East doors, baptistery, Florence


East doors, baptistery, Florence
(1403-1424)
   In 1401, a competition was announced in Florence for the east doors of the Baptistery that faced the cathedral. The south doors had already been executed in the previous century by Andrea Pisano with scenes from the life of St. John the Baptist, patron saint of Florence. Seven artists submitted entries to the competition, including Filippo Brunelleschi, Lorenzo Ghiberti, and Jacopo della Quercia. Participants were to follow certain specifications. Entries were to represent the Sacrifice of Isaac, they were to be executed in bronze, and enclosed in a quatrefoil to harmonize with Andrea Pisano's reliefs on the south doors. In the end, Ghiberti won the competition as his relief was better suited to current tastes. Rejecting the medieval vocabulary that had permeated sculpture in the previous century, Ghiberti rendered a classicized Isaac, one of the earliest nudes of the Renaissance to depend on ancient prototypes. At first, officials intended the east doors (now the north doors) to include scenes from the Old Testament, with the winner's entry filling one of the panels. Soon, however, the source was changed to the New Testament and Ghiberti's Sacrifice of Isaac (now in Florence, Museo Nazionale del Bargello) was saved for inclusion in a third set of doors.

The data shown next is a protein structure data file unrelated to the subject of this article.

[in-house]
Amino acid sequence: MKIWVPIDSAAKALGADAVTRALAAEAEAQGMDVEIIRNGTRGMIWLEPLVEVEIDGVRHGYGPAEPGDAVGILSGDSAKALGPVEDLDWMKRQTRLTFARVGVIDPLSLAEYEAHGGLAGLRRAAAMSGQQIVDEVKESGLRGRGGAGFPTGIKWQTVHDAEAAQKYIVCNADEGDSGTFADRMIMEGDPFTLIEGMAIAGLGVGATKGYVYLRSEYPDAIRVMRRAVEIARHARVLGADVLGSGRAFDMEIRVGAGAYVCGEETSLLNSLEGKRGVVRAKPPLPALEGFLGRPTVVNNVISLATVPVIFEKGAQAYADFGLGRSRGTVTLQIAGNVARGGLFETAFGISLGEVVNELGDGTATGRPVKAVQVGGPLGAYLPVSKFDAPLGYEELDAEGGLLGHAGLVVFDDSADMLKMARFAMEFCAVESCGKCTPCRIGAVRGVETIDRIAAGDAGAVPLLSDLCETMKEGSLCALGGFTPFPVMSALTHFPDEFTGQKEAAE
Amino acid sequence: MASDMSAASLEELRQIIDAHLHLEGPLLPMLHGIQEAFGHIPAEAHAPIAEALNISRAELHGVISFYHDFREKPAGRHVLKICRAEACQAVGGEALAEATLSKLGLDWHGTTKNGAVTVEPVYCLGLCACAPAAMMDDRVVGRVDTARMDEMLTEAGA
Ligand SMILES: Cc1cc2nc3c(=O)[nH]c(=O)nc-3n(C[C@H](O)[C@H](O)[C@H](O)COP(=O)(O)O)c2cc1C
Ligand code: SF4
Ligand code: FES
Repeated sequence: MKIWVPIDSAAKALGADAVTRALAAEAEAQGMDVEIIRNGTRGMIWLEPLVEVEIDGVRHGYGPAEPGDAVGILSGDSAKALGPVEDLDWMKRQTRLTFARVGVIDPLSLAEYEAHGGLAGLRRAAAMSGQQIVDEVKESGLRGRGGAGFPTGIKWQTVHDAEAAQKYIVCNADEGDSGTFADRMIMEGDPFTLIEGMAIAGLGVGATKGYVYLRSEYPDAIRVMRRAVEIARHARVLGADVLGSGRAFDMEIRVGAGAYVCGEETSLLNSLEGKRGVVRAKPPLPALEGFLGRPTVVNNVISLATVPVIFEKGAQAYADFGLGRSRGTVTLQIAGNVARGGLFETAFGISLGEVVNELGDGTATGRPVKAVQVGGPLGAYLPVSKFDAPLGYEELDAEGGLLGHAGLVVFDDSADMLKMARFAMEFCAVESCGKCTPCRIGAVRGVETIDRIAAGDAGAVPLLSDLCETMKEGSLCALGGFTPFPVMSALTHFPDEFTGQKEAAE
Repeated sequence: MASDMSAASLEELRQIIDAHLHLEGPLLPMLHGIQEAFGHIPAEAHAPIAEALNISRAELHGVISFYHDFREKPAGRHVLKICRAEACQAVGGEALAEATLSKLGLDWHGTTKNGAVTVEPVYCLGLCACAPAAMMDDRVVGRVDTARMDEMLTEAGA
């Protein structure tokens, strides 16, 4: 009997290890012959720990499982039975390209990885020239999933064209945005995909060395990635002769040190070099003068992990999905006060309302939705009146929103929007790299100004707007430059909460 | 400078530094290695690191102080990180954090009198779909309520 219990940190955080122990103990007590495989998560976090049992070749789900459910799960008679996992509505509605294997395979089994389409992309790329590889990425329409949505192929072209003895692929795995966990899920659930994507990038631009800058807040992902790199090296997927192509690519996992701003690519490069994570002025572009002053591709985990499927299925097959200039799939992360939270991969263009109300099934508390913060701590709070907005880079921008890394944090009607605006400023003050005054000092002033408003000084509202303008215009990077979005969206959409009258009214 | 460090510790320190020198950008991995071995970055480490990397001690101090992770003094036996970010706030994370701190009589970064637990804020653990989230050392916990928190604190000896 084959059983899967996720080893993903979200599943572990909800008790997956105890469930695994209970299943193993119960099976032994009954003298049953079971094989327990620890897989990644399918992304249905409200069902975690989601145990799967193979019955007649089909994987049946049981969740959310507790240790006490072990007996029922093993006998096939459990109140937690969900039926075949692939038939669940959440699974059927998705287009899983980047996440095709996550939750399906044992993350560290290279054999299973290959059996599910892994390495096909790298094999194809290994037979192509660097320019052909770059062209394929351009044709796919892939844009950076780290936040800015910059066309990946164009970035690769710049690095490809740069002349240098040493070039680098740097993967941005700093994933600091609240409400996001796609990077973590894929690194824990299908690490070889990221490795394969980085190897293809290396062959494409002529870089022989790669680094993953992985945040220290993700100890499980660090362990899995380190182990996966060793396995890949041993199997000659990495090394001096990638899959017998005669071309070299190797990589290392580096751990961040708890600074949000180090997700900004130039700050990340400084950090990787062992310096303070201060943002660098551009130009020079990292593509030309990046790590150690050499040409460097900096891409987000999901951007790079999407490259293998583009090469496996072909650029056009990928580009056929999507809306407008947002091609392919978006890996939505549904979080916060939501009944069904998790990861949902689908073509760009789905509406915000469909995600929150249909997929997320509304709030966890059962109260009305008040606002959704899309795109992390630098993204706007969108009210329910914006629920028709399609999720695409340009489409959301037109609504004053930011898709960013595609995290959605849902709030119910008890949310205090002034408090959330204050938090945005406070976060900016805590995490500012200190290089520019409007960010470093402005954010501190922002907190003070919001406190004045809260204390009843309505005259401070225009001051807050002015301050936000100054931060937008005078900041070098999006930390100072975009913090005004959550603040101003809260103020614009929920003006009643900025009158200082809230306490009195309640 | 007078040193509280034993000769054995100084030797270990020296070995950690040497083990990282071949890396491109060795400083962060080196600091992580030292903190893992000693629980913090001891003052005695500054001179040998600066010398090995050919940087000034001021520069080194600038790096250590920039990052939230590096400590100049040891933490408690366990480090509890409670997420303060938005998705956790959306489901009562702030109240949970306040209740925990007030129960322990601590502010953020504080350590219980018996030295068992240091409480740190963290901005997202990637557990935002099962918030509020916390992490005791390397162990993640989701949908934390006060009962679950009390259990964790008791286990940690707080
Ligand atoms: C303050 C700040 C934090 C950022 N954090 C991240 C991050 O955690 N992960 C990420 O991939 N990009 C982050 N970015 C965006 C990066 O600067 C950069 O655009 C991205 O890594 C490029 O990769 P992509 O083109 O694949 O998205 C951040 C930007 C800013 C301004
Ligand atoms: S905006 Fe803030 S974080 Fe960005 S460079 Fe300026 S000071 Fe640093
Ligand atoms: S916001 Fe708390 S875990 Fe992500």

The east doors, like Andrea Pisano's, are divided into 28 quatre-foils, arranged in seven rows of four. Each field is enclosed by a square composed of foliage, fruits, insects, lizards, and birds and, at each intersection, a bust of either a prophet or prophetess emerges. On the lowest panels are the four Evangelists and four Doctors of the Church. Of the scenes from the New Testament, which relate the story of Christ, the most often discussed is the Flagellation. Here, the event unfolds in front of a classical portico. Like Brunelleschi's architecture, the scene is symmetrical and balanced. The figure of Christ is based on ancient models, with realistic anatomical details and believable drapery. Once installed, the doors were highly praised by contemporaries. The competition for the commission marked the transition from the Proto- to the Early Renaissance era.

Historical dictionary of Renaissance art. . 2008.

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